Phil Collins discusses his book, "The Alamo and Beyond: A Collector's Journey," at McMurry University Eric J. Shelton
"Drums and the Alamo for me have been there all my life," musician-turned-historian Phil Collins mused in front of an elite crowd gathered to hear the author of "The Alamo and Beyond: A Collector's Journey" speak at McMurry University on Friday evening.
"They both came (on) at the same time, and I was infatuated with both," Collins recalled of his love affair with the symbol of Texas independence, birthed through an admiration of Fess Parker's famous portrayal of Davy Crockett in various Walt Disney productions, and the instruments that would launch his musical career.
Collins was "gripped straight away" by Parker's portrayal of the frontiersman, soldier and politician — not to mention, most important to Collins' later life, hero of the Alamo.
"By the next week, I had an outfit," he said, recalling watching Parker, whose Crockett was famous for his coonskin cap, as a young man.
The final, fatal conclusion of Crockett's life had a deep affect on Collins that reverberates still.
"The shape of the Alamo, and what was going on there, just really flipped a huge button for me," he told a group of donors gathered in McMurry's Rollins Library who paid about $400 to attend the question-and-answer session and book signing in support of history scholarships.
Collins' obsession with Alamo artifacts would form the basis for his book, and while he insisted Friday he was "not an educated man" compared with the professors and scholars who provided contextual essays for the text, Collins' genuine love of Texas' history and heritage was readily apparent.
"It's something that has been in my life, all my life, to the point where now I can't really play the drums anymore, I can't really play the piano anymore, so it's become more important in my life," said Collins, whose career took a turn as a result of spinal injuries caused by years of playing.
But it's obvious that for Collins, who currently lives in Switzerland, the book that resulted from his lifelong love of the Alamo and Texas history was a fresh chapter in his life.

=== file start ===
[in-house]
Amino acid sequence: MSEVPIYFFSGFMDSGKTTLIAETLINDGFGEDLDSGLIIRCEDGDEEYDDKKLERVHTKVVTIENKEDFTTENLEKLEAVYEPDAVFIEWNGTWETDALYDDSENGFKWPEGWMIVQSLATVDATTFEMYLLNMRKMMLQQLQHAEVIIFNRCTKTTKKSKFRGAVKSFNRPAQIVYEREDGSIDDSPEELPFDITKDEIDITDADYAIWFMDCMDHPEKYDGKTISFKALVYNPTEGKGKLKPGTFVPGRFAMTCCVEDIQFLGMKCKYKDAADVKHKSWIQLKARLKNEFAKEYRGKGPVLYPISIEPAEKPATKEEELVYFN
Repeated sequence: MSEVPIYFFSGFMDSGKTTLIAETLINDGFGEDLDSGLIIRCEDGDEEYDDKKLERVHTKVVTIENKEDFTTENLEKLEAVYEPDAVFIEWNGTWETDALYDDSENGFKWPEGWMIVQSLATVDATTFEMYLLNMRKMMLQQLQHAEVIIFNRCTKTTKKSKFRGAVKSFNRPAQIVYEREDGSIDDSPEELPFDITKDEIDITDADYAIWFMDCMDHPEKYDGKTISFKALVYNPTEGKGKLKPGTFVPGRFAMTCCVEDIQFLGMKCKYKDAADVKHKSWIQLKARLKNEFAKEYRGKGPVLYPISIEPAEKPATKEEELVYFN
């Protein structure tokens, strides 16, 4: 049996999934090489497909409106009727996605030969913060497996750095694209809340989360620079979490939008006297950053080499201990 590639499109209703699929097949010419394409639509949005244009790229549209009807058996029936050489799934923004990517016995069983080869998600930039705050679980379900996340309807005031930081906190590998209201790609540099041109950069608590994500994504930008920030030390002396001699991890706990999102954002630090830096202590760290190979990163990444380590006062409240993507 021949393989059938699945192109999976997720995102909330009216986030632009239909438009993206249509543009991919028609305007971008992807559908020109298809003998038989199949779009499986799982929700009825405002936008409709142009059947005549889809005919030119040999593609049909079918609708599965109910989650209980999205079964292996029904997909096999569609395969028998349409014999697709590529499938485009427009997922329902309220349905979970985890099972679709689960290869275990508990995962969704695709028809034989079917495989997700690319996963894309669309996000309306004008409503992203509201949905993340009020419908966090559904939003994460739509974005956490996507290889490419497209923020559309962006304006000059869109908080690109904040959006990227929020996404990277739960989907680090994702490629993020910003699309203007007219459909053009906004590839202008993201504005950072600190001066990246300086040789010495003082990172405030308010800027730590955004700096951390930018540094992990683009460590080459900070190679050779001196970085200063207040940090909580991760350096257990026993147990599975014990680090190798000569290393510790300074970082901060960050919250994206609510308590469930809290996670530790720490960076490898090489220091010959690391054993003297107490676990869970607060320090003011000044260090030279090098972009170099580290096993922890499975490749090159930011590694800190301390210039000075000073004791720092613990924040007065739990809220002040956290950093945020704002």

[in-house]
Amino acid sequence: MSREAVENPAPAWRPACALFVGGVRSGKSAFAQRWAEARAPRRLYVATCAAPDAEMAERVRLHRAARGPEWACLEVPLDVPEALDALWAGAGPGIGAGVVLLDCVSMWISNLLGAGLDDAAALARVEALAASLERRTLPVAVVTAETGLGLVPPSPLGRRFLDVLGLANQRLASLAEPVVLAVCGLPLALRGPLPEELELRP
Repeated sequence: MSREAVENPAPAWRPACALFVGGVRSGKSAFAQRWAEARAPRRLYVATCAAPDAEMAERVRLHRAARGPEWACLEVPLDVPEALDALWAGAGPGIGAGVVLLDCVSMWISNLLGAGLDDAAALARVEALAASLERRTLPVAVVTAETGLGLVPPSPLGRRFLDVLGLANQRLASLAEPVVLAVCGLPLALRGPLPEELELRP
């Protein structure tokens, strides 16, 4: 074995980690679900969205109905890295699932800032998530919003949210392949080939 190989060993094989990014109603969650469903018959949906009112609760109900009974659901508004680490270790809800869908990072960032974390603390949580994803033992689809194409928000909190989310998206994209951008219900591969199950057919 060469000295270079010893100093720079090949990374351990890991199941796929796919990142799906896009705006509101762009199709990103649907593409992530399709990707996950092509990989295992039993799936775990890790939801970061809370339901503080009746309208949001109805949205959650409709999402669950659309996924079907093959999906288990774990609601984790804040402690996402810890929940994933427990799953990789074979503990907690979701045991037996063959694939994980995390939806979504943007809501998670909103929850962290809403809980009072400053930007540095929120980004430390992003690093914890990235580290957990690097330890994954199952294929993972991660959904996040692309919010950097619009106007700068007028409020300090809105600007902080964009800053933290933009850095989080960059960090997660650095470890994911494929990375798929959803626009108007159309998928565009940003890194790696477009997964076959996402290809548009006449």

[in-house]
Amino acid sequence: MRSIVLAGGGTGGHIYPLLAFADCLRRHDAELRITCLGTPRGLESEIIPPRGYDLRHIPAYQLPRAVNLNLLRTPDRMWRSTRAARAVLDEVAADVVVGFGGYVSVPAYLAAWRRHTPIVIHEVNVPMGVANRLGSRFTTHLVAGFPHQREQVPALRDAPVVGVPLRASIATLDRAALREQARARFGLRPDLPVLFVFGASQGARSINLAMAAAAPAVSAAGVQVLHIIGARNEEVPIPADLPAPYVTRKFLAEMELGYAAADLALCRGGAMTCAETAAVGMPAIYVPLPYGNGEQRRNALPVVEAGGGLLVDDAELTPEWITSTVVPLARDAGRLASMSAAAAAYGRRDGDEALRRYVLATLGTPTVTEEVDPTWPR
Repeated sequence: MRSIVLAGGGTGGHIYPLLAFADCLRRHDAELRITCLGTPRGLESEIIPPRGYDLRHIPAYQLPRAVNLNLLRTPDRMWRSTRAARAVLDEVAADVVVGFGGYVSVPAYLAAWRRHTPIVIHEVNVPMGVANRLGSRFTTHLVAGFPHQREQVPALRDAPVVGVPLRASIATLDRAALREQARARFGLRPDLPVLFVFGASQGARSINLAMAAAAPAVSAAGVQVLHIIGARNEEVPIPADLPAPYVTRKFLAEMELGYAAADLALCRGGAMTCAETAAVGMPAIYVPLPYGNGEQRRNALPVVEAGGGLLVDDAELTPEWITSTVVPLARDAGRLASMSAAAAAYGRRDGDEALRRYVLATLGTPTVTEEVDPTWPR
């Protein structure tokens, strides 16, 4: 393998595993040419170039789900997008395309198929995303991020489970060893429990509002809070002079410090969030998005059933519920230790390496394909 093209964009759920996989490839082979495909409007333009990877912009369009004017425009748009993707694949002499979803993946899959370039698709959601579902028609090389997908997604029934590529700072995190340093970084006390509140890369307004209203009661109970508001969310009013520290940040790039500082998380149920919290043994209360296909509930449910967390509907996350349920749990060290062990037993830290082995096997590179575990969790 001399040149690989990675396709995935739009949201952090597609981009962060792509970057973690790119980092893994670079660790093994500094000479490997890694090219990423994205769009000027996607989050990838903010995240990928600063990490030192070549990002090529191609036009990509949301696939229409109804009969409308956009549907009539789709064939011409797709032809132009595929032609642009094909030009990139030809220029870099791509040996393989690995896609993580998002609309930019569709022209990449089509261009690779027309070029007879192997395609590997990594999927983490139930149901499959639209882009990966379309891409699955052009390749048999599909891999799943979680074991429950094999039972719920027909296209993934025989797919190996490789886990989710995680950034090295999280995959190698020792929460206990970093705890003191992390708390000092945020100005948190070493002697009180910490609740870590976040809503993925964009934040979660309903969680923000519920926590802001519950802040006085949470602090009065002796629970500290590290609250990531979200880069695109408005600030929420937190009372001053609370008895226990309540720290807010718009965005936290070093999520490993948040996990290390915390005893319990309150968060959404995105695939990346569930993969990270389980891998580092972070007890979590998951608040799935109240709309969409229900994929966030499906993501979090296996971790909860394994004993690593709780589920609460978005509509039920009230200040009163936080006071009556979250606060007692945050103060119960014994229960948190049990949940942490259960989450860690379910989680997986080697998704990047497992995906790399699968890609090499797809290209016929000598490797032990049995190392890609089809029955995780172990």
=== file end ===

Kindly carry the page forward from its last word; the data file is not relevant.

"I have a book out, and I can't believe that," he said of the volume, a look of wonder and pride crossing his face.
It was with some initial caution that Collins began his collection, he noted, recalling his mother's admonitions to always save for a rainy day.
"Eventually, I just said 'To hell with the rainy day,' " he joked.
His first piece was a gift from his third wife, a saddle receipt from John W. Smith, San Antonio's first mayor.
"The things that I bought, I loved," he said. "Some of them are (historically) significant, some of them are insignificant."
Each item forms an important part of a collection that Collins wants to see kept together.
"What I don't want to happen is for it to be split up," he said. "I'd like for it to stay as my collection, and not be thrown away in boxes with a few choice items up on display. So I've started to look into that."
Collins will receive an honorary doctorate at McMurry's commencement ceremonies today (May 12).
© reporternews, by Brian Bethel
Last modified on Saturday, 12 May 2012 18:58
Latest from GenesisFan
- Tony Banks Says Genesis Are Probably Done for Good
- Tony Banks: I read Mike’s book and I didn’t like it very much
- A Beginner's Guide to Steve Hackett's Years With Genesis
- Tony Banks on His Latest Classical Album & the Odds of a 50th Anniversary Reunion
- With Phil Collins in Rio de Janeiro, rain is only a success